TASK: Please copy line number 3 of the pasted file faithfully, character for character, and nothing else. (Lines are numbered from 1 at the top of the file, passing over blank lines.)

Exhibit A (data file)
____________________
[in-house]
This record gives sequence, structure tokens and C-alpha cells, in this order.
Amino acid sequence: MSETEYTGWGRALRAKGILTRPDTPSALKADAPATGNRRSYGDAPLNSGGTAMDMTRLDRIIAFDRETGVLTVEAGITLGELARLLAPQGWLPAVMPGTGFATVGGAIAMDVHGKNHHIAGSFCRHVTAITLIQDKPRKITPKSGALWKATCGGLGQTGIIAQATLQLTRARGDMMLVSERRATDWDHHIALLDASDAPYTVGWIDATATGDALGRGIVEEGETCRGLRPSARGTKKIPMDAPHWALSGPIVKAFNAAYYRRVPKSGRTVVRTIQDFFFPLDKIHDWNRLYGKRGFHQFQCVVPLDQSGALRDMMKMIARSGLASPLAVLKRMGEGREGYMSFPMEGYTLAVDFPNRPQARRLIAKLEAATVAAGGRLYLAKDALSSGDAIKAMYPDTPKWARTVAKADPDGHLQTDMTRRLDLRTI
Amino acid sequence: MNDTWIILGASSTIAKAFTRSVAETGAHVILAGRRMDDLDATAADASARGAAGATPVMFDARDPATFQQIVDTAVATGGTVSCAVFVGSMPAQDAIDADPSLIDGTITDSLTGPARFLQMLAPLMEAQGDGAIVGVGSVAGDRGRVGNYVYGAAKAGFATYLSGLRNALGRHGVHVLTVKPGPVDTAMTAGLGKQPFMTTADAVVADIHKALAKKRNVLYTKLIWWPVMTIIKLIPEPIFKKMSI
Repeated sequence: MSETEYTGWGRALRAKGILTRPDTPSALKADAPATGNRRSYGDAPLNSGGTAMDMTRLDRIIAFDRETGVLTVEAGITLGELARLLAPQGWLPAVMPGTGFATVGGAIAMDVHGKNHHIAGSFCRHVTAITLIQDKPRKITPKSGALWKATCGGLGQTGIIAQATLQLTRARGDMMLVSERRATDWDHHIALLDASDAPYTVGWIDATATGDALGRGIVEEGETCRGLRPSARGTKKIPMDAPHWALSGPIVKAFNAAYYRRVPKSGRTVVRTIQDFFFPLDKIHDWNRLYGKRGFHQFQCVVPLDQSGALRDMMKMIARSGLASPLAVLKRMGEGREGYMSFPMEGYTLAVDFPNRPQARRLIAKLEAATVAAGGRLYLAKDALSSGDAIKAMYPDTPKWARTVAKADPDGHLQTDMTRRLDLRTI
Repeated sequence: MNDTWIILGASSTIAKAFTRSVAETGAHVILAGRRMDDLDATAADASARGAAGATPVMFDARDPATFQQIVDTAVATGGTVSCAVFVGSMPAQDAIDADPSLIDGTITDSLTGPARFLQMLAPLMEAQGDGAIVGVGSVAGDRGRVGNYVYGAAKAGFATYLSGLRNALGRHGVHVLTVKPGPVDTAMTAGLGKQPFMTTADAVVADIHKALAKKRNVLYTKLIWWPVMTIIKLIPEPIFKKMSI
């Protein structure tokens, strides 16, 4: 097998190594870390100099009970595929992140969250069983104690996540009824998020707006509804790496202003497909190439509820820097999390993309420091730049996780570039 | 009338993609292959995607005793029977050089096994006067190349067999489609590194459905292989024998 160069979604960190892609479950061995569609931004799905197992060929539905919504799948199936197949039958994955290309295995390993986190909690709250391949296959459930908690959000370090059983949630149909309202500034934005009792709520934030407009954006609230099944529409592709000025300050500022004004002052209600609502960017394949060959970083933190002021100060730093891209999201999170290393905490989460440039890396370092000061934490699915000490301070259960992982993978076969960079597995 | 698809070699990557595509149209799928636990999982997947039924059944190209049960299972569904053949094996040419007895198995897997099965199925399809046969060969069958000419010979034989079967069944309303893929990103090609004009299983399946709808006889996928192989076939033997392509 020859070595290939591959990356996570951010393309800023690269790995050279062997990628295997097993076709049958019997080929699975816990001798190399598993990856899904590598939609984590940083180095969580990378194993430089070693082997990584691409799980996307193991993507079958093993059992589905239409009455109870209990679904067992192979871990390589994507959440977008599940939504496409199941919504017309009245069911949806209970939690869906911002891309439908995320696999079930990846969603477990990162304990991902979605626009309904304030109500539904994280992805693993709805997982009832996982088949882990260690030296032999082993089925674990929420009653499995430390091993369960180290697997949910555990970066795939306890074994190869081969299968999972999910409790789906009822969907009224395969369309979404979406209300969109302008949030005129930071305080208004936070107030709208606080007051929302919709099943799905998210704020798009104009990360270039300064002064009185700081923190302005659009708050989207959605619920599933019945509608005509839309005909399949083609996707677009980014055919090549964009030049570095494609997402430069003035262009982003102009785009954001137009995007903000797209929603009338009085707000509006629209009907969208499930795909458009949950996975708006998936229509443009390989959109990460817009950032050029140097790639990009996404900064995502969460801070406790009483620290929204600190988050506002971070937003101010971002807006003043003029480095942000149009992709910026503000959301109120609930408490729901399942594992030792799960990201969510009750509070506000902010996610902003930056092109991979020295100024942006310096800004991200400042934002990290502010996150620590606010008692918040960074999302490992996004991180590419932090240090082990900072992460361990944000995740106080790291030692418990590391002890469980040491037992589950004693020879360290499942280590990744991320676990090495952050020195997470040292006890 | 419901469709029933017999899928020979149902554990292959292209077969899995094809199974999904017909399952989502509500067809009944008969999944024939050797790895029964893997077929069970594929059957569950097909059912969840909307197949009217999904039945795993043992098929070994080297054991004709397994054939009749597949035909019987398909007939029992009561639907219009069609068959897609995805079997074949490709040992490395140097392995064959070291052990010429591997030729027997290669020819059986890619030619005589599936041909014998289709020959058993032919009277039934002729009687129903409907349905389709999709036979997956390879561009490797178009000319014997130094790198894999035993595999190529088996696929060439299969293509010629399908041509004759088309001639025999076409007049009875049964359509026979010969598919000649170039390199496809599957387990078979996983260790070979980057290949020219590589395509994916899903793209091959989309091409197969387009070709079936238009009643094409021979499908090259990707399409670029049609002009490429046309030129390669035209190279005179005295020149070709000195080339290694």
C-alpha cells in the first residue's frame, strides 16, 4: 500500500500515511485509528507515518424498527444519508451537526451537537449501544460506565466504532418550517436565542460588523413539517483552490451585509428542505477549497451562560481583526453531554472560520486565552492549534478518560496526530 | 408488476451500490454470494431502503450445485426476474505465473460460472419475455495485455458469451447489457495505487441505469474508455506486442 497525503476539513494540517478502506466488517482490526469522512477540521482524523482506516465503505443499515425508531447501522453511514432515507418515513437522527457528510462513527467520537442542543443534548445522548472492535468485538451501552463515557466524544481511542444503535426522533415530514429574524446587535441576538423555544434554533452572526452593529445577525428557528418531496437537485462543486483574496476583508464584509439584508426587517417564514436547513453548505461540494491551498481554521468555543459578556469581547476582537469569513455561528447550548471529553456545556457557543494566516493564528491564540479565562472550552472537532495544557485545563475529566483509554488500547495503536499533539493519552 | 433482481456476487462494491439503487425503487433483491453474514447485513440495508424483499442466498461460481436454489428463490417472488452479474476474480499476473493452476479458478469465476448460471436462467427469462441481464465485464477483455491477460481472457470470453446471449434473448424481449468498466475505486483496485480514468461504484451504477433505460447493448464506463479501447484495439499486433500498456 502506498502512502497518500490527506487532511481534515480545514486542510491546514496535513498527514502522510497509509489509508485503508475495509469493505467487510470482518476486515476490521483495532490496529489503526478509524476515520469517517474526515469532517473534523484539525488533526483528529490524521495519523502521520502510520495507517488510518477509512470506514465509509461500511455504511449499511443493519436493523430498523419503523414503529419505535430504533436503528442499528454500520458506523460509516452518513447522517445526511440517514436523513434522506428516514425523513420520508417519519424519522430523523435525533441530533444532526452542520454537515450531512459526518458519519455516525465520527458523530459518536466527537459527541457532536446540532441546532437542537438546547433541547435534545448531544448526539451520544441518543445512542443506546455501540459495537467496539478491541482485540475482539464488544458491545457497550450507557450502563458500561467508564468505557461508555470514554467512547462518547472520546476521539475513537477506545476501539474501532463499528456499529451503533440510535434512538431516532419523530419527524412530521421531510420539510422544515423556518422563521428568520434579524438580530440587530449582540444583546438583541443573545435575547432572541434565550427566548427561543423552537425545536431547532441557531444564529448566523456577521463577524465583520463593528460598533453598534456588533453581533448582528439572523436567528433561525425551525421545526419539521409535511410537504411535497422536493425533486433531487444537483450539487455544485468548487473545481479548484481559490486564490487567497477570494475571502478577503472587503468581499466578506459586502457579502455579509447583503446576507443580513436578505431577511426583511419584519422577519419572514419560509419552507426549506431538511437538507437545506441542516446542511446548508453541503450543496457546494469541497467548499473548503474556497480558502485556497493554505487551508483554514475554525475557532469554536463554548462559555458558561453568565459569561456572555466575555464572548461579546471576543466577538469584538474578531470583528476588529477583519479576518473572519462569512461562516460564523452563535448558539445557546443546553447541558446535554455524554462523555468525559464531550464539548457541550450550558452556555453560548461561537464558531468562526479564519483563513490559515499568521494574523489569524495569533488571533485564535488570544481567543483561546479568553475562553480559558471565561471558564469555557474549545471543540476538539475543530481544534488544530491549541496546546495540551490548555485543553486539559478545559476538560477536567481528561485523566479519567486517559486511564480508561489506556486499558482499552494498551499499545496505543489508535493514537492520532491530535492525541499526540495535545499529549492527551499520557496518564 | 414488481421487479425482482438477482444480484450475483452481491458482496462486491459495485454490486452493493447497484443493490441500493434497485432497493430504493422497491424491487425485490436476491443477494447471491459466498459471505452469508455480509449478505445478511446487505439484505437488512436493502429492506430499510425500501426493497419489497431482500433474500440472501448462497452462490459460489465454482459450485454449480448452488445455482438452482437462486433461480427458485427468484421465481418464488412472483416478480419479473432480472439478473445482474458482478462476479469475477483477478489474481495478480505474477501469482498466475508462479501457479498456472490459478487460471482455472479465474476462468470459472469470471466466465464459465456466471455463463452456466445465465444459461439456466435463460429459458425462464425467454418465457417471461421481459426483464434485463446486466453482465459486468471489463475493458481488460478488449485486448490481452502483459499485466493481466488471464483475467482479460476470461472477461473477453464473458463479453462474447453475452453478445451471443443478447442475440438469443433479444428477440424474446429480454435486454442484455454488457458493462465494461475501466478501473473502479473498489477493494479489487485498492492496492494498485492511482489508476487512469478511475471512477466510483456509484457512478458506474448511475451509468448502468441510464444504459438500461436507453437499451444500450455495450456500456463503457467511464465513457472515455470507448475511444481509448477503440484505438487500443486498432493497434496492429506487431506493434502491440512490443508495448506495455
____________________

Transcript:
Amino acid sequence: MSETEYTGWGRALRAKGILTRPDTPSALKADAPATGNRRSYGDAPLNSGGTAMDMTRLDRIIAFDRETGVLTVEAGITLGELARLLAPQGWLPAVMPGTGFATVGGAIAMDVHGKNHHIAGSFCRHVTAITLIQDKPRKITPKSGALWKATCGGLGQTGIIAQATLQLTRARGDMMLVSERRATDWDHHIALLDASDAPYTVGWIDATATGDALGRGIVEEGETCRGLRPSARGTKKIPMDAPHWALSGPIVKAFNAAYYRRVPKSGRTVVRTIQDFFFPLDKIHDWNRLYGKRGFHQFQCVVPLDQSGALRDMMKMIARSGLASPLAVLKRMGEGREGYMSFPMEGYTLAVDFPNRPQARRLIAKLEAATVAAGGRLYLAKDALSSGDAIKAMYPDTPKWARTVAKADPDGHLQTDMTRRLDLRTI